Gestational Diabetes & the oral glucose tolerance test (OGTT)Jun 19, 2022
I’m not sure what people are more scared of, the oral glucose tolerance test (OGTT) or actually having gestational diabetes!
Yep, the OGTT is probably one of the most feared tests in pregnancy. I get it, no one wants to drink 75g of pure glucose, especially if you have been super diligent with your nutrition in pregnancy. No other testing is as standardised, e.g. the jellybean test and home glucose monitoring can leave lots of room for error. The reality is even if you have been consuming the cleanest, well balanced diet during pregnancy, you can still develop gestational diabetes (GDM). It turns out that whether you get GDM, might actually be completely out of your control in some regards. GDM is both a metabolic and endocrine disorder. Hormones are increased during pregnancy and due to multiple mechanisms, the action and even secretion of insulin can be decreased. As a pregnancy progresses insulin sensitivity decreases (7) which is an adaptive response of the mother to ensure sufficient nutrients to support the growing foetus and meet placental demands. When pancreatic beta cell function (where insulin is produced and secreted) is insufficient to overcome the increased demands of pregnancy and reduce insulin sensitivity, hyperglycaemia occurs (8). Pregnancy is a stress test!
Approximately 1/7 pregnancies in Australia develop GDM (6). Risk factors for developing GDM include; a family history of DM2, hypothyroidism (1), having micronutrients deficiencies and being overweight or obese (2).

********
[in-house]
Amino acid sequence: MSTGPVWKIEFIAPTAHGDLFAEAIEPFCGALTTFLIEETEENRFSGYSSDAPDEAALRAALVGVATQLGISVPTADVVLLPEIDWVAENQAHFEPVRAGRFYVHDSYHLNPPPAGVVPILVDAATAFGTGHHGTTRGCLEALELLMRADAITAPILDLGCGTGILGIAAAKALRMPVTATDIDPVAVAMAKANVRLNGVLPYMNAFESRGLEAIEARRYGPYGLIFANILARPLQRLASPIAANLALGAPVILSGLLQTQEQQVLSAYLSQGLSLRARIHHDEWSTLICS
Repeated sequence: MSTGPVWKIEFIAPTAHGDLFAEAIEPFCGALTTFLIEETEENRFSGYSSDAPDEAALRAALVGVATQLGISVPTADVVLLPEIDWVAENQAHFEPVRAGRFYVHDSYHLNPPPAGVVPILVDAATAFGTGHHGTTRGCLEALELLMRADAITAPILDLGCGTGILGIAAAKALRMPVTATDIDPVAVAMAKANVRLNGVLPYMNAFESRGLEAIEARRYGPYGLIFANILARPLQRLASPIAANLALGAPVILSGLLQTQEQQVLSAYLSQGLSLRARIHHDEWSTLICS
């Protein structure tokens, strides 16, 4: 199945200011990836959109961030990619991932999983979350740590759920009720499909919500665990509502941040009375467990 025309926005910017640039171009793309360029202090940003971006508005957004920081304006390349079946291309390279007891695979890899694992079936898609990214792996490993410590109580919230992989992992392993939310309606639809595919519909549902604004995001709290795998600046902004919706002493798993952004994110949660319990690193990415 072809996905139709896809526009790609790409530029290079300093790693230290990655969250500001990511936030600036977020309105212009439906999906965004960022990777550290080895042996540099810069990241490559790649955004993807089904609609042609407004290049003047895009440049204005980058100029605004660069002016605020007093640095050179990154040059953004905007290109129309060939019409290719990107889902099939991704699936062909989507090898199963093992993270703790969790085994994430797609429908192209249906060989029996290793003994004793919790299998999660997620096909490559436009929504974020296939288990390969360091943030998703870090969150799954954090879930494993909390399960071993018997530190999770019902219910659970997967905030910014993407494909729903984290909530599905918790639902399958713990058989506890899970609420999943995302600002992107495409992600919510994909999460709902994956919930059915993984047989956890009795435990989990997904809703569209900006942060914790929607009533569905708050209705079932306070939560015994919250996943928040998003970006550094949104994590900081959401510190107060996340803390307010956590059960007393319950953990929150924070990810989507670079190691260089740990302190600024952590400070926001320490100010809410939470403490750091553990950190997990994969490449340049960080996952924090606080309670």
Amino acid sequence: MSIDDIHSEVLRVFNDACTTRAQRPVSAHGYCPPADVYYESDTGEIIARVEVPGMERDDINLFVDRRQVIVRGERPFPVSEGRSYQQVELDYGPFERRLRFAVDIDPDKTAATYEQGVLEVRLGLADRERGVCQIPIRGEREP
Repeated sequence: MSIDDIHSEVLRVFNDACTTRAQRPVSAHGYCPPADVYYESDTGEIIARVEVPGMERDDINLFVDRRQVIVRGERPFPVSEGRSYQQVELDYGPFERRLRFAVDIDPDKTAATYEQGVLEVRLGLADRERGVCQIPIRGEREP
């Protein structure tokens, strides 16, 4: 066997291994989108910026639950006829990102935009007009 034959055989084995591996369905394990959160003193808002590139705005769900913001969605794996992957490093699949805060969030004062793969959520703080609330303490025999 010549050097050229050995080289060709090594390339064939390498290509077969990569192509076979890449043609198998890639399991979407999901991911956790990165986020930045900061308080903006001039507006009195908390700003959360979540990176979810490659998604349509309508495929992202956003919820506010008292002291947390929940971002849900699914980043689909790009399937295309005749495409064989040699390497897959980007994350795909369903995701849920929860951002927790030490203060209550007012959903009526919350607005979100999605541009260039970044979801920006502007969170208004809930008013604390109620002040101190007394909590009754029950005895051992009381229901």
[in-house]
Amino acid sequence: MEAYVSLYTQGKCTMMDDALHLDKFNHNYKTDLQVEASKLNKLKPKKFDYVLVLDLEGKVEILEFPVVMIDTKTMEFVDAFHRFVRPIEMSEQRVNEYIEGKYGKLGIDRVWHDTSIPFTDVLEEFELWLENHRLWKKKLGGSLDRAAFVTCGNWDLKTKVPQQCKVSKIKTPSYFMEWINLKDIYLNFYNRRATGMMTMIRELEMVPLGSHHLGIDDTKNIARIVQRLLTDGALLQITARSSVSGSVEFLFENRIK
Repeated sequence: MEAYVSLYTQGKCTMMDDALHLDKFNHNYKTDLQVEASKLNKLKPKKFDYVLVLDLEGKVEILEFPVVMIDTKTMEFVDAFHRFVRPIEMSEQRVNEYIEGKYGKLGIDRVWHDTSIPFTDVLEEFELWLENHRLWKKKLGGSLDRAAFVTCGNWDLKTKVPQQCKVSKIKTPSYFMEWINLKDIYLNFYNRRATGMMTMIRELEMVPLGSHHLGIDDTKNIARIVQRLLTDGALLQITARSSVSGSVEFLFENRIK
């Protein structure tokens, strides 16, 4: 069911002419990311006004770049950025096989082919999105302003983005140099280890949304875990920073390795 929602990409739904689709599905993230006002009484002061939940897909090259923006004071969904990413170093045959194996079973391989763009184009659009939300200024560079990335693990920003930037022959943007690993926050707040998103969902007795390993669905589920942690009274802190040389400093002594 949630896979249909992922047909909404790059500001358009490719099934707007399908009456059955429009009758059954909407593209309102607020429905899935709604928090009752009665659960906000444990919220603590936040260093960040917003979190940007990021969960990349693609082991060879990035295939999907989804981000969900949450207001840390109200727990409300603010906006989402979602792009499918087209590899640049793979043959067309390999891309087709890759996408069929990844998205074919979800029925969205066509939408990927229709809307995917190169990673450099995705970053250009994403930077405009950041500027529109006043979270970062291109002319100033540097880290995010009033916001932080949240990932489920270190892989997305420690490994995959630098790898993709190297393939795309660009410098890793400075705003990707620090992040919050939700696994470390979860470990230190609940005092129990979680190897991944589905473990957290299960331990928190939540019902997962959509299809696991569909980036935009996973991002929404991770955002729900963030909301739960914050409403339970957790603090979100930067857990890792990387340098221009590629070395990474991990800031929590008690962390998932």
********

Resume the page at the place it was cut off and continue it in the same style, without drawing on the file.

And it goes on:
Hyperglycaemia in pregnancy and GDM can lead to both maternal, foetal and birth complications (3). For the mother, increased blood glucose levels can predispose to preeclampsia, maternal hypertension, caesarean section delivery, induction of labour and birth trauma. Complications for foetus include macrosomia (BIG BABY), small for gestational age, hypoglycaemia and hyperbilirubinemia after birth, neonatal hyperinsulinemia, shoulder dystocia, and respiratory distress (4) as well as a predisposition to metabolic diseases later in life (5).
Therefore, I recommend every pregnant woman be tested between 24-28 weeks of gestation.
There is a lot of conflicting information on gestational diabetes and diet, especially when it comes to carbohydrate recommendations. Much of what is published is either based on type 2 diabetes (very different to GDM) or the authors opinion. There is a serious lack of high-quality evidence and consensus on effective GDM management. There is however an abundance of retrospective evidence that points towards a moderate carbohydrate diet (in line with the recommend min 175g per day) and favours a high intake of plant foods including vegetables, fruits, wholegrains, nuts, seeds and legumes. Interestingly, high intakes of animal proteins and fats have been associated with higher risk of GDM (5). So, there goes the evidence for paleo, keto, and any other high protein low carb diet. The good news is, you can still eat carbs!
Carbohydrates are an important macronutrient during pregnancy. Outside of pregnancy, there is actually no carbohydrate requirement or recommended daily intake. Carbs are considered essential during pregnancy to meet the glucose energy requirements of the foetus and placenta. The mother can use ketones as energy and ketone body synthesis helps to meet her energy demands while preserving glucose for the foetus, while fasting.